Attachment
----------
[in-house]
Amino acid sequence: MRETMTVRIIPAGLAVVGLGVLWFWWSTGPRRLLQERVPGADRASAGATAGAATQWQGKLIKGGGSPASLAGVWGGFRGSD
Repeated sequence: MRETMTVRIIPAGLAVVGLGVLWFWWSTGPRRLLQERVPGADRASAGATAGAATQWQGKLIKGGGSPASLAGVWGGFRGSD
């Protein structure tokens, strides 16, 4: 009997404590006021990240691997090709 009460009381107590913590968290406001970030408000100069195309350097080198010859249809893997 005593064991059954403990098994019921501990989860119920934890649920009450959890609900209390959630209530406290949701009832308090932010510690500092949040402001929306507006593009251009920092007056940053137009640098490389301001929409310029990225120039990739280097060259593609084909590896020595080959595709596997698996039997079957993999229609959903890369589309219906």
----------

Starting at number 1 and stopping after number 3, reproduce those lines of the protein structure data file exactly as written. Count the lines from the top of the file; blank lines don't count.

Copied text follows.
[in-house]
Amino acid sequence: MRETMTVRIIPAGLAVVGLGVLWFWWSTGPRRLLQERVPGADRASAGATAGAATQWQGKLIKGGGSPASLAGVWGGFRGSD
Repeated sequence: MRETMTVRIIPAGLAVVGLGVLWFWWSTGPRRLLQERVPGADRASAGATAGAATQWQGKLIKGGGSPASLAGVWGGFRGSD